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Ex-Sri Lankan premier chosen for post

President Gotabaya Rajapaksa (right) greets Ranil Wickremesinghe during the latter’s oath taking ceremony as the new prime minister Thursday in Colombo, Sri Lanka. (AP/Sri Lankan President’s Office)

COLOMBO, Sri Lanka -- Five-time former Sri Lankan Prime Minister Ranil Wickremesinghe was reappointed on Thursday in an effort to end a political and economic crisis in the island nation.

Wickremesinghe, a contentious choice by President Gotabaya Rajapaksa, took his oath in a ceremony at the president's residence. Protesters have blocked the entrance to the president's office for more than a month.

The president's brother, Mahinda Rajapaksa, resigned as prime minister on Monday after violent attacks by supporters on peaceful anti-government protesters. His resignation automatically dissolved the Cabinet, leaving an administrative vacuum.

The president's selection of Wickremesinghe is an attempt to end the violence and restore international credibility as the government negotiates a bailout package with the International Monetary Fund.

Sri Lankans for months have been forced to stand in long lines to buy scarce essentials, with many returning empty-handed.

Wickremesinghe visited a Buddhist temple after taking his oath and told journalists he will work with the opposition and the governing party to find solutions to the hardships faced by the people.

Authorities on Wednesday deployed armored vehicles and troops in the streets of the capital after attacks on protesters triggered a wave of violence across the country. Nine people died and more than 200 were injured.

Security forces have been ordered to shoot people deemed to be participating in the violence as sporadic acts of arson and vandalism continued despite a strict nationwide curfew that began Monday evening.

A court on Thursday banned former prime minister Mahinda Rajapaksa, his former government minister son and 15 others from traveling overseas pending the results of investigations on Monday's attack against peaceful protesters who had demanded the resignation of the Rajapaksa brothers, which triggered the countrywide violence against Rajapaksa supporters.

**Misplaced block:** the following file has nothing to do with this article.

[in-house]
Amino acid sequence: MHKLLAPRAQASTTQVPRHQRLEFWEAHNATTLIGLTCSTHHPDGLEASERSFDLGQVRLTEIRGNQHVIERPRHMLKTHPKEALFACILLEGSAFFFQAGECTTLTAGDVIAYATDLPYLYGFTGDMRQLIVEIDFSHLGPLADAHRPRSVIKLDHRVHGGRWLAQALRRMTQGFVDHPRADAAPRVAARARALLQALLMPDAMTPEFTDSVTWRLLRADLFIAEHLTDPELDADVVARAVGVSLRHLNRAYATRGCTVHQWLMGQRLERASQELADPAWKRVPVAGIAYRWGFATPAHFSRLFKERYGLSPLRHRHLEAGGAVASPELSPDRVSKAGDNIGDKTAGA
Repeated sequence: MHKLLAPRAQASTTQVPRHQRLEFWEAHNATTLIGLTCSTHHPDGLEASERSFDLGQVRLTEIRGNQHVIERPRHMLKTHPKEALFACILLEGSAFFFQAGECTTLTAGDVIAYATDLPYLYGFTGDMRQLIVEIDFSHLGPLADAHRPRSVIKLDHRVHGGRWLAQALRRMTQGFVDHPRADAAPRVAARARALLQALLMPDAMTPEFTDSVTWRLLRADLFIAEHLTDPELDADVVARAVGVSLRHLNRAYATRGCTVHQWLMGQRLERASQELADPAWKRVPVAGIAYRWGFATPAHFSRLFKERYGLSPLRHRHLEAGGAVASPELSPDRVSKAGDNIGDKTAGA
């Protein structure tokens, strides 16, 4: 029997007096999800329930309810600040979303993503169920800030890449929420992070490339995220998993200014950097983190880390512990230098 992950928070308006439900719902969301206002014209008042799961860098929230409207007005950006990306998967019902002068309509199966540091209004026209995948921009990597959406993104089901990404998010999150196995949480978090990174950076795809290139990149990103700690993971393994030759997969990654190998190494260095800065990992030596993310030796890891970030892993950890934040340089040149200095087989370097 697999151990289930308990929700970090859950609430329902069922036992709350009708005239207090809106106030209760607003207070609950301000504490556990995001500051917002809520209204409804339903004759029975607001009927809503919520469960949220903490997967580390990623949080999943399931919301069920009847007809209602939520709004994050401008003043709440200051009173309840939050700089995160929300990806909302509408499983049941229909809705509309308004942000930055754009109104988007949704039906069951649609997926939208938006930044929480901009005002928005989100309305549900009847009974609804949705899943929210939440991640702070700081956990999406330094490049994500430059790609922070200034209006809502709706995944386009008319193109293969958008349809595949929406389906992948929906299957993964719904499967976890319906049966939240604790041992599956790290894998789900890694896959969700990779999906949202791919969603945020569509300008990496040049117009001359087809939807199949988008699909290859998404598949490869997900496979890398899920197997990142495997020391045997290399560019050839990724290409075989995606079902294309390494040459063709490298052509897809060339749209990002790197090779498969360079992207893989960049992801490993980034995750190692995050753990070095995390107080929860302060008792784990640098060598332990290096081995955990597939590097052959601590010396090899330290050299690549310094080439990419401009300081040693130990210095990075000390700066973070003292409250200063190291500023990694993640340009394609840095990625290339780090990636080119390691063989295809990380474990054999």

Protesters had demanded the resignations of the Rajapaksa brothers because of the debt crisis that has nearly bankrupted the country and caused severe shortages of fuel, food and other essentials.

Some opposition politicians and religious leaders objected to Wickremesinghe's appointment, saying citizens wanted sweeping changes.

Opposition lawmaker Anura Dissananayake said the choice of Wickremesinghe was aimed more at protecting the president and his family from public anger over corruption allegations and his role in the economic crisis than it was in solving the country's problems.

When he was previously prime minister from 2015 to 2019, Wickremesinghe was accused of protecting the powerful Rajapaksa family from allegations of corruption and other wrongdoing.

The U.S. Ambassador to Sri Lanka, Julie Chung, said she looks forward to working with Wickremesinghe and that his appointment and "the quick formation of an inclusive government are first steps to addressing the crisis and promoting stability."

"We encourage meaningful progress at the IMF and long-term solutions that meet the needs of all Sri Lankans," she said in a tweet.

Sri Lanka is nearly bankrupt and has suspended repayments of $7 billion in foreign loans due this year. The IMF has said any short or long-term assistance depends on the outcome of talks with creditors on loan restructuring. Sri Lanka must repay about $25 billion in foreign loans by 2026 out of a current total foreign debt of $51 billion.

The finance ministry said earlier this month that the country's usable foreign reserves have plummeted to $25 million.

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